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Ending a Fixed Term ContractBack

“I have an employee who works in the Workshop that I have on a fixed term contract which is now coming to an end.  He has been with me over 2 years but I don’t need him any more, so when the fixed term comes to an end, I presume I can just let him go and he won’t be able to bring any claims.”

Fixed term employees have a number of protections under the Fixed Term Employee Regulations 2002. These Regulations ensure that they are not treated less favourably than a similar permanent employee not on fixed term.  Those protections aside, if an employee has over 2 years’ service, then the non-renewal of a fixed term contract also has to be procedurally fair in order to make sure that the employee cannot bring Unfair Dismissal claims.

In law, the non-renewal of a fixed term contract is known as “some other substantial reason” (more commonly known in the law by its acronym “SOSR”) which is potentially a fair reason to dismiss an employee under the Employment Rights Act 1996.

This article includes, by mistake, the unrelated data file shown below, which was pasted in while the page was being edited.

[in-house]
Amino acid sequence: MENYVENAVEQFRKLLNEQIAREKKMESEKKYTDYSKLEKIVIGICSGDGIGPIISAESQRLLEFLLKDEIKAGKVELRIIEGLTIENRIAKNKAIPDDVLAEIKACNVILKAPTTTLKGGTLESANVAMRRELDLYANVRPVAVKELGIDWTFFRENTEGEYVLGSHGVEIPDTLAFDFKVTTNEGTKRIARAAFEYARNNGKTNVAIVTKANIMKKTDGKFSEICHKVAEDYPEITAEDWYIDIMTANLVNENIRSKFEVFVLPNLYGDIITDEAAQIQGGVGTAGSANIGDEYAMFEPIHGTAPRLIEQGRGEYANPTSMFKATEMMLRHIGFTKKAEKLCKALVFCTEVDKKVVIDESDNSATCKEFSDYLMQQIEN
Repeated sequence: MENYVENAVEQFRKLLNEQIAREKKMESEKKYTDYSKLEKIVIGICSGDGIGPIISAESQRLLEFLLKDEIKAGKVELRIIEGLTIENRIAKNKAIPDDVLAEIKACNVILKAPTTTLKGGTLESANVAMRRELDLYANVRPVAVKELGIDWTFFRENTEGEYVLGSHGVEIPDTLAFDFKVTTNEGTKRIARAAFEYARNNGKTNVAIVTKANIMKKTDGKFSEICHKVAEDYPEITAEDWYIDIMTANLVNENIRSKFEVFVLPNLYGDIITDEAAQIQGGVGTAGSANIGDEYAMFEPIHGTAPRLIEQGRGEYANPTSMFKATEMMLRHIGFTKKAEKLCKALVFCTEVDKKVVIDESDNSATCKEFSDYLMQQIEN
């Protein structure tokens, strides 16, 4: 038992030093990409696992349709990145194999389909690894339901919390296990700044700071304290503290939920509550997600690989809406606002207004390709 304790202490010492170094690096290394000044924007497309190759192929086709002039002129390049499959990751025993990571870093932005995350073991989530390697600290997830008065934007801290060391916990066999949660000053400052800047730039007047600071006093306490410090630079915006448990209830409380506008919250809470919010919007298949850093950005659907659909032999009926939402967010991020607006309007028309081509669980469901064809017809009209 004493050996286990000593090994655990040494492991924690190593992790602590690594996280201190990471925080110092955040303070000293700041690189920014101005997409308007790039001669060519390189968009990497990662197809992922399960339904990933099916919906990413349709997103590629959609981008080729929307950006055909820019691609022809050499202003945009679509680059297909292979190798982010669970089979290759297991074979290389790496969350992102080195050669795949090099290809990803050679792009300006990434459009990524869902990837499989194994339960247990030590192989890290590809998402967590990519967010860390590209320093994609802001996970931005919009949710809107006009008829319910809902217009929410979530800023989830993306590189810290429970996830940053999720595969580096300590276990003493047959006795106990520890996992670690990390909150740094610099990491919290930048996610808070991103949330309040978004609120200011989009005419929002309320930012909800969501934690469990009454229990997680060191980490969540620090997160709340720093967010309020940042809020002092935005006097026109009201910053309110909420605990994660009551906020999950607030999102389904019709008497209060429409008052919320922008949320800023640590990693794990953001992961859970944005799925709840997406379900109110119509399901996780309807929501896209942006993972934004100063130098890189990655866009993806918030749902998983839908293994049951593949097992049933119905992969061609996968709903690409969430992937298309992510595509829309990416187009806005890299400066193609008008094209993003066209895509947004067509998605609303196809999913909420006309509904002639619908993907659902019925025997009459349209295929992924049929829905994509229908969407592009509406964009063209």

That does not mean, however, that the employee can just be released without any fair procedure being followed.  It would be advisable in the above scenario for the employer to set up a meeting, giving the employee the right to be accompanied by a trade union rep or work colleague, to consider the issue before any decisions are made.  It would be incumbent on the employer in the above scenario also to review any alternative employment with the employee. Following any decision to not renew the fixed term contract, this should certainly be confirmed in writing and a right of appeal given against the decision.

An Employment Tribunal is entitled to look at the overall fairness and reasonableness of the process. Whilst the Tribunal should not substitute its view for the view of the employer in respect of the exercise of judgement on whether to renew or not, an employer who simply relies on the expiry of the fixed term and takes no other procedural steps is likely to be liable in a Tribunal.

Should you find yourself in a similar situation then we would urge you to seek advice via the RMI legal advice line.

Motor Industry Legal Services

Motor Industry Legal Services (MILS Solicitors) provides fully comprehensive legal advice and representation to UK motor retailers for one annual fee. It is the only law firm in the UK which specialises in motor law and motor trade law. MILS currently advises over 1,000 individual businesses within the sector as well as the Retail Motor Industry Federation (RMI) and its members.

 

Posted by Leana Kell on 26/01/2018